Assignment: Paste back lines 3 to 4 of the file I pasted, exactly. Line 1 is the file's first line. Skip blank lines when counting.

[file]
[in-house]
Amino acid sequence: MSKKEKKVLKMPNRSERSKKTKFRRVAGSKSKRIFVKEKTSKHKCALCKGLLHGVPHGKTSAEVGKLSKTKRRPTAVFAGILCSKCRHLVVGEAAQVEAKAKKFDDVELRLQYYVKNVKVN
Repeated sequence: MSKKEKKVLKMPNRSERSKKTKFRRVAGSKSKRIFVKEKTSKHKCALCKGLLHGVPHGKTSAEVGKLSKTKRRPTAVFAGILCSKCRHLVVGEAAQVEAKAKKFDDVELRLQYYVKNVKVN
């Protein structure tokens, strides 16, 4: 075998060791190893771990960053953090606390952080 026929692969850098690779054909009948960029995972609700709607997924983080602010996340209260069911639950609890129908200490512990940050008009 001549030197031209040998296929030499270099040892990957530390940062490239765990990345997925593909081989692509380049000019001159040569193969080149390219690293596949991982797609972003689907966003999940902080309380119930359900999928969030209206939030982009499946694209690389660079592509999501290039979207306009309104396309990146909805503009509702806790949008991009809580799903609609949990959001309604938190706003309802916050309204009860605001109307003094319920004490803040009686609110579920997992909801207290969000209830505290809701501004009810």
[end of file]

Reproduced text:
Repeated sequence: MSKKEKKVLKMPNRSERSKKTKFRRVAGSKSKRIFVKEKTSKHKCALCKGLLHGVPHGKTSAEVGKLSKTKRRPTAVFAGILCSKCRHLVVGEAAQVEAKAKKFDDVELRLQYYVKNVKVN
């Protein structure tokens, strides 16, 4: 075998060791190893771990960053953090606390952080 026929692969850098690779054909009948960029995972609700709607997924983080602010996340209260069911639950609890129908200490512990940050008009 001549030197031209040998296929030499270099040892990957530390940062490239765990990345997925593909081989692509380049000019001159040569193969080149390219690293596949991982797609972003689907966003999940902080309380119930359900999928969030209206939030982009499946694209690389660079592509999501290039979207306009309104396309990146909805503009509702806790949008991009809580799903609609949990959001309604938190706003309802916050309204009860605001109307003094319920004490803040009686609110579920997992909801207290969000209830505290809701501004009810």